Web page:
Niner Noise’s “Who Is?” series on San Francisco 49ers players takes a look at second-year pro Pita Taumoepenu and what he needs to do to make the 53-man roster in 2018.
The San Francisco 49ers‘ pass rush was a major problem in 2017, as the Niners finished tied for 26th with just 30 sacks.
One of general manager John Lynch’s hopeful solutions was to grab former Utah EDGE Pita Taumoepenu in that year’s NFL Draft — selected in Round 6, No. 202 overall.
While raw, the 6-foot-1, 245-pound Taumoepenu fits the bill for a prototypical edge rusher in coordinator Robert Saleh’s defense. Saleh likes his edge benders to be on the shorter side, using speed and agility above brute strength.
And while Taumoepenu was a non-factor his rookie year, the 49ers hope he can start to develop into the kind of player who registered nine sacks his senior year in college.
Despite the Niners’ clear need in the pass rush last year, Taumoepenu ended up being active just two games and not even being on the field for a single snap.
That could change in 2018, though, particularly after San Francisco elected to part ways with its best pass-rusher last year, Elvis Dumervil.
And while there’s competition remaining for an EDGE role in training camp, Taumoepenu will have to show how much he’s come along in his development.
Here’s how he’ll go about it.
Why Pita Taumoepenu Improves in 2018
Despite being a bit undersized for a true EDGE, Taumoepenu has solid speed and excellent explosiveness for the position. He ran a 4.67 40-yard time at his NFL Scouting Combine and also backed it up with an impressive 4.68 time in his three-cone drill.
The combination of both speed and agility should do him some good. Remember, Saleh’s defense doesn’t call for sheer power off the edge.
And you can get the idea of his nonstop motor from the highlight reel below:
Putting Taumoepenu into obvious pass-rush situations, where opponents stack just five blockers along the line of scrimmage, would play to his benefit. He wouldn’t have the strength to overcome multiple blockers. But an increase in one-on-one workloads should do him a lot of good.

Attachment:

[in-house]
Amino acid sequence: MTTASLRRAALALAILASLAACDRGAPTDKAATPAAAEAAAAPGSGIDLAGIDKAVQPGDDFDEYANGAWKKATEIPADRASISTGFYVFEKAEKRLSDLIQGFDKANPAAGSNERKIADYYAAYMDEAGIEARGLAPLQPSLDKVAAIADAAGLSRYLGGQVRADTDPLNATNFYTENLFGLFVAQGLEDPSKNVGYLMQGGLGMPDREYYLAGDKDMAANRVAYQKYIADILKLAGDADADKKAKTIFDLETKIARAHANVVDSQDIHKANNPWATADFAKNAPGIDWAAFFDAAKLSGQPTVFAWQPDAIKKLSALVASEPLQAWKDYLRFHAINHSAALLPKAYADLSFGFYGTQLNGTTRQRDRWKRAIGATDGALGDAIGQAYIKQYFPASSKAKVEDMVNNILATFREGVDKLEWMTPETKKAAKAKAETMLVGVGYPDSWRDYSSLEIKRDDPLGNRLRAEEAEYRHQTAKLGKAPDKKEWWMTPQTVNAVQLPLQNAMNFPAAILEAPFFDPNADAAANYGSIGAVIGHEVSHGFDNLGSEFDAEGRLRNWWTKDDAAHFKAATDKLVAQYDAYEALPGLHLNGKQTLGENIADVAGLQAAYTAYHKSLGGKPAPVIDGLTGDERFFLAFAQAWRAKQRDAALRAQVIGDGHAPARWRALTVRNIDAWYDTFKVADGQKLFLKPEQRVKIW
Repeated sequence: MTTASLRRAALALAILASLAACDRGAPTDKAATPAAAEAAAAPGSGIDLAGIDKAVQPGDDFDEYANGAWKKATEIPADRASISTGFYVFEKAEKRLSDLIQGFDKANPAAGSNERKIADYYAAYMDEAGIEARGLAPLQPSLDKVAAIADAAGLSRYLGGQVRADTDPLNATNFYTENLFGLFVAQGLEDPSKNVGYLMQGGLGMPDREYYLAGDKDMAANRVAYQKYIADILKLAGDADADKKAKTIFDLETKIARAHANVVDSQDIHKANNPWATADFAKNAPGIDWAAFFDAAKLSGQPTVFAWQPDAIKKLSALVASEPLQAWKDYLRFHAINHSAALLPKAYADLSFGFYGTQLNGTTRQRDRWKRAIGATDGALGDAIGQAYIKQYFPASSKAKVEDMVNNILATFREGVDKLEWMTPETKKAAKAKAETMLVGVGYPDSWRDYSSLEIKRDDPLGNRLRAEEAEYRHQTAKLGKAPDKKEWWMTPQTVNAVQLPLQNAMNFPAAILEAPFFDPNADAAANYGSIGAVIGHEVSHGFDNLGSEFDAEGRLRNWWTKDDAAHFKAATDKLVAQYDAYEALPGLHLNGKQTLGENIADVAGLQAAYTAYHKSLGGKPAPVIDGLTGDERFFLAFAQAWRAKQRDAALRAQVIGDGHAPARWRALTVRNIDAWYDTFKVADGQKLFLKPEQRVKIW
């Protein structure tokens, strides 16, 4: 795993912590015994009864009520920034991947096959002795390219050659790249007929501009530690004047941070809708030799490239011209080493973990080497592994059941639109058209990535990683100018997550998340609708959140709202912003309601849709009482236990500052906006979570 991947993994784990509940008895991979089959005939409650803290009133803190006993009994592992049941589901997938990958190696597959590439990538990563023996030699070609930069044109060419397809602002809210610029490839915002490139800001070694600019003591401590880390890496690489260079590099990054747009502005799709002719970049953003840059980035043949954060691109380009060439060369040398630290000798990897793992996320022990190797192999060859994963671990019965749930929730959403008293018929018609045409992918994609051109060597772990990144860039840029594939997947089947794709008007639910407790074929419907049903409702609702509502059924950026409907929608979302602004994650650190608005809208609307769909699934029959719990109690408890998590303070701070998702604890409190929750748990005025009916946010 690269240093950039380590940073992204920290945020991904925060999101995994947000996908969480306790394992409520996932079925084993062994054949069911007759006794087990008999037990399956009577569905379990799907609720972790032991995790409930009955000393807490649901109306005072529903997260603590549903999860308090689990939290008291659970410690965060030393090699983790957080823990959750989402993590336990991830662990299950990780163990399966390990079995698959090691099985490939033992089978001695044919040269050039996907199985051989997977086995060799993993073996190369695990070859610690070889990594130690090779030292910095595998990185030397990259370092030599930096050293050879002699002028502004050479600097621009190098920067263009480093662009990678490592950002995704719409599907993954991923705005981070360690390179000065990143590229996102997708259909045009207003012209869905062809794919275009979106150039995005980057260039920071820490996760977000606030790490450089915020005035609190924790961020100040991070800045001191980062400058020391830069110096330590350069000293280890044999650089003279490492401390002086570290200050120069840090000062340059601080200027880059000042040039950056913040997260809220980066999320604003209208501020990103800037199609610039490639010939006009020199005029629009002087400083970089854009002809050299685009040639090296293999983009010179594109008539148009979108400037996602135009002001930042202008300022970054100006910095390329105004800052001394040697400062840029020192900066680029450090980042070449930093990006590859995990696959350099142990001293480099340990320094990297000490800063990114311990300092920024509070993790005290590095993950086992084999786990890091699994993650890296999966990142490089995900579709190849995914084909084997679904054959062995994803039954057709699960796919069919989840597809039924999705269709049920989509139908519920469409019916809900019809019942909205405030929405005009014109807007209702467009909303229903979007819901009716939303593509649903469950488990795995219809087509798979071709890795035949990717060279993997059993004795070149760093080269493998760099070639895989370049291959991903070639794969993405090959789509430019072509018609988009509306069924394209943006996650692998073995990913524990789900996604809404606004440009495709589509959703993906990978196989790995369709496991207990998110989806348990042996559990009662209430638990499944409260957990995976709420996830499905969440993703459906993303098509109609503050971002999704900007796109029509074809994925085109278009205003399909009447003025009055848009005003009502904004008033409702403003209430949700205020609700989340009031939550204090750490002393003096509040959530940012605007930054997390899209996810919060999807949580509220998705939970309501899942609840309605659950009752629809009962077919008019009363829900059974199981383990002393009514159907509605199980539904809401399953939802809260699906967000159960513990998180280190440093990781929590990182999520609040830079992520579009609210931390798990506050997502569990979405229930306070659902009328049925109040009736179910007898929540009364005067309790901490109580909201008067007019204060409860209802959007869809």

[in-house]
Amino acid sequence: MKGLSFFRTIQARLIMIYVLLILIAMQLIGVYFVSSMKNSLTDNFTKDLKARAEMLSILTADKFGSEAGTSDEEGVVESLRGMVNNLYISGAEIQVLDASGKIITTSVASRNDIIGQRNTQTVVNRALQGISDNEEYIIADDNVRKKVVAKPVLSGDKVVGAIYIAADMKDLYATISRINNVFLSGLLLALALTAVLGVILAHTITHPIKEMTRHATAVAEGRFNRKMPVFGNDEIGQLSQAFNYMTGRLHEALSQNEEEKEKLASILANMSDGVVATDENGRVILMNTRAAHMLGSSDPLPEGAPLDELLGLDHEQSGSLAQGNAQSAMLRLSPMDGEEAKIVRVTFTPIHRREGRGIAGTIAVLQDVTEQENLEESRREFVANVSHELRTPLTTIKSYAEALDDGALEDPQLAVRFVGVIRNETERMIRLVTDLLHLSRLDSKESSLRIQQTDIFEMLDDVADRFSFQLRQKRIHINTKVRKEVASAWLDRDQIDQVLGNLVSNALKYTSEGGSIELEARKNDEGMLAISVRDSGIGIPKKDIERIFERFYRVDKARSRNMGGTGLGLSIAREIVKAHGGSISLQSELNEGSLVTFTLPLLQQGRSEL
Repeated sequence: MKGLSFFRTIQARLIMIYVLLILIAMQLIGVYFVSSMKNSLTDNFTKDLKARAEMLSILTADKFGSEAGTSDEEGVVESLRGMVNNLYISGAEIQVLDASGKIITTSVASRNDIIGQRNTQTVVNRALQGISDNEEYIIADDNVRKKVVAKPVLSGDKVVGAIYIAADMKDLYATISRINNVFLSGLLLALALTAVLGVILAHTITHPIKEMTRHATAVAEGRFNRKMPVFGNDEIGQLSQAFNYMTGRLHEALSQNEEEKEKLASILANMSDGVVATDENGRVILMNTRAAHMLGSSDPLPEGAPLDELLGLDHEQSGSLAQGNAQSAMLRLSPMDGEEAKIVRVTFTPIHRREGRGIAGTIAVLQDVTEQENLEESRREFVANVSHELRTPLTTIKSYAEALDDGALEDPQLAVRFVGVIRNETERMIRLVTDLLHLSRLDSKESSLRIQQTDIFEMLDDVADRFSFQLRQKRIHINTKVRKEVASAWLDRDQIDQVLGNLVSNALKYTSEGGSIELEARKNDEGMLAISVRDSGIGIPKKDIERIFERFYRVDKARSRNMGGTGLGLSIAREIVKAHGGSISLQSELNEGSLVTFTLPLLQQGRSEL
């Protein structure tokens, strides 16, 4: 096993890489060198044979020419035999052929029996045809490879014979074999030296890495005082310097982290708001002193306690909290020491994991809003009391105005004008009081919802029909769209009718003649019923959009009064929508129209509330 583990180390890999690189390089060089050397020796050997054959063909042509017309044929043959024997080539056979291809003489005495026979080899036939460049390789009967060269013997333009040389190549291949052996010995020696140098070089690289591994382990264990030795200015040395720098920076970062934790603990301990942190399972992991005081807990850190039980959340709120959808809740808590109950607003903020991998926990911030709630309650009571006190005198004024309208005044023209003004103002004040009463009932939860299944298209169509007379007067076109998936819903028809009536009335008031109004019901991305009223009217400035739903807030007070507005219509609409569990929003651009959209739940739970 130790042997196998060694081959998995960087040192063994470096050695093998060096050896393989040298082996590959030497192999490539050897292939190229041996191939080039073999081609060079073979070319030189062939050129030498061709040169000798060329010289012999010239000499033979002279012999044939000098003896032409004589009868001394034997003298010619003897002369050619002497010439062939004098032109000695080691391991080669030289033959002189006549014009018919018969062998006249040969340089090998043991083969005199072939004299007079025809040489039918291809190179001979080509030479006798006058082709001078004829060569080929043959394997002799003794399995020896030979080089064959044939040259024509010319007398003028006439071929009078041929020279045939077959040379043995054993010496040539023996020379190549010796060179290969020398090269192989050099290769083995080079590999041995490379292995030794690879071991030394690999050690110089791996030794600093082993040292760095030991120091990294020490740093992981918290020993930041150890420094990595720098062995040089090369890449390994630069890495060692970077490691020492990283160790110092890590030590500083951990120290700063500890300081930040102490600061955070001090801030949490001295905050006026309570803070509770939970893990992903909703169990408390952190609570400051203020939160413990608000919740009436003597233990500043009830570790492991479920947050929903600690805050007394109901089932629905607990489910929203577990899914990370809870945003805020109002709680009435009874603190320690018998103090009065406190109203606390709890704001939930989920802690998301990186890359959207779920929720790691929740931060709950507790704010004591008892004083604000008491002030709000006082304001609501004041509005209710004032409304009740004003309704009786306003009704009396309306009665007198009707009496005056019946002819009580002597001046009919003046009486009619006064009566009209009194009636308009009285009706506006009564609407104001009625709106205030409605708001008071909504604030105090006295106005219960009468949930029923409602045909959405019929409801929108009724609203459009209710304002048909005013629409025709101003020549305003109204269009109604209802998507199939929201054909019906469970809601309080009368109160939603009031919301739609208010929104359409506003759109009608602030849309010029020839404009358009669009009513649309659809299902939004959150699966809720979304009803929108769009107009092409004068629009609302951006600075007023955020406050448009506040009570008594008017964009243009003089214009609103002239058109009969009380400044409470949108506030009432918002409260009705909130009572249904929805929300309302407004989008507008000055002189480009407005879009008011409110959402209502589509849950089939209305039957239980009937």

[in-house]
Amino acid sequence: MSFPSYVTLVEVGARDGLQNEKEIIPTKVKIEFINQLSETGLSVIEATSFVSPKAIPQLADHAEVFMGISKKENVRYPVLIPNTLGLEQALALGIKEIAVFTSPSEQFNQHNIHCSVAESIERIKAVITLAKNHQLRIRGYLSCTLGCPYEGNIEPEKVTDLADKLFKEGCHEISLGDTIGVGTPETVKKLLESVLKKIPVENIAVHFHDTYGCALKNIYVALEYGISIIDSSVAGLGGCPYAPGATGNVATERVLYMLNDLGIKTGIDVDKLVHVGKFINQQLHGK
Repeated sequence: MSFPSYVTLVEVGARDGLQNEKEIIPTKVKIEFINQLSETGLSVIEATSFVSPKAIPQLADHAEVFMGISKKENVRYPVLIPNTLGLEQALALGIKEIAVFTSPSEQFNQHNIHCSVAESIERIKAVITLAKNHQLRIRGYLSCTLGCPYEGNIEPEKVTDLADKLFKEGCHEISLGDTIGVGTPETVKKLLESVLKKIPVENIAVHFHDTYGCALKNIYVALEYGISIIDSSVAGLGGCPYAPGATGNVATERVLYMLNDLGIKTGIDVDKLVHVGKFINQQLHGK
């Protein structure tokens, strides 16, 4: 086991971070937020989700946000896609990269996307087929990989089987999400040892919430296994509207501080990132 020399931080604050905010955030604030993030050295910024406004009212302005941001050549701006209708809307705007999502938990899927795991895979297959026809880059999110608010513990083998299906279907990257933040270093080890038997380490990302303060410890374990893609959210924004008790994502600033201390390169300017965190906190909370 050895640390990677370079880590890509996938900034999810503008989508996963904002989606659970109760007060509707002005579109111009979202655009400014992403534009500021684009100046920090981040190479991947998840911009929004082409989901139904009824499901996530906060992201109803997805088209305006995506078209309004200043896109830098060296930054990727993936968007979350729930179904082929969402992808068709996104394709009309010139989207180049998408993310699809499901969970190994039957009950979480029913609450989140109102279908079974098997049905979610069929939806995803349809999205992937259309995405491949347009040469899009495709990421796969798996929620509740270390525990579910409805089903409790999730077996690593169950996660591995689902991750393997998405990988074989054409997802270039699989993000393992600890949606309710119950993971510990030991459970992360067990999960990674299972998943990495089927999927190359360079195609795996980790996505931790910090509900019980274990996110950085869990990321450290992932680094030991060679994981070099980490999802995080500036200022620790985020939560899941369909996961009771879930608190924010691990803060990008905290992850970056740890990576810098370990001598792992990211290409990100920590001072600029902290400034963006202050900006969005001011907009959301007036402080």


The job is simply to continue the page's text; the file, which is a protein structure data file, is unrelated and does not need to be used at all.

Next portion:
Why He Regresses
While Taumoepenu showcased some decent counter and inside moves during his collegiate days, his overall pass-rush skill set is pretty limited.
The 49ers new he was raw when they drafted him. And there’s only the slightest of chances he’ll ever emerge into a true three-down player. Plus, with a limited sample size, it’s probably best he doesn’t get featured into any sort of run-stopping formations.
San Francisco 49ers
But the biggest knock against him will be his size. Taumoepenu’s frame likely won’t be able to add much more effective muscle, meaning his body type is about as good as it gets right now. And while his speed and agility will do him some good, above-average blockers won’t have too much difficulty preventing him from getting into the pocket.
Any of these negative traits will hurt Taumoepenu’s overall stock value this season.
Chances of Making the 49ers’ 53-Man Roster in 2018
The Niners added former Los Angeles Chargers EDGE Jeremiah Attaochu in free agency this offseason. Combined with on-roster EDGE Cassius Marsh, San Francisco hopes to have found its two featured pass-rushers for 2018.
With just 16 combined sacks between the two, it’s far from ideal. And that should help Taumoepenu’s chances of cracking the regular-season roster.
Teams can never have too many pass-rushers anyway.
But a lot of what Taumoepenu will have to do this season will be on special teams. An ability to provide some gunner impact there will drastically reduce the risk of him being cut after the preseason.
Right now, Taumoepenu looks to be on the strong side of the bubble. He still has to showcase some noted improvement over last year, lending credence to the idea he’s a “draft and develop” project. That’s what sixth- and seventh-round draft picks are typically for anyway.
If he succeeds, even if it’s just in a situational role, the Niners defense will be all the better because of it.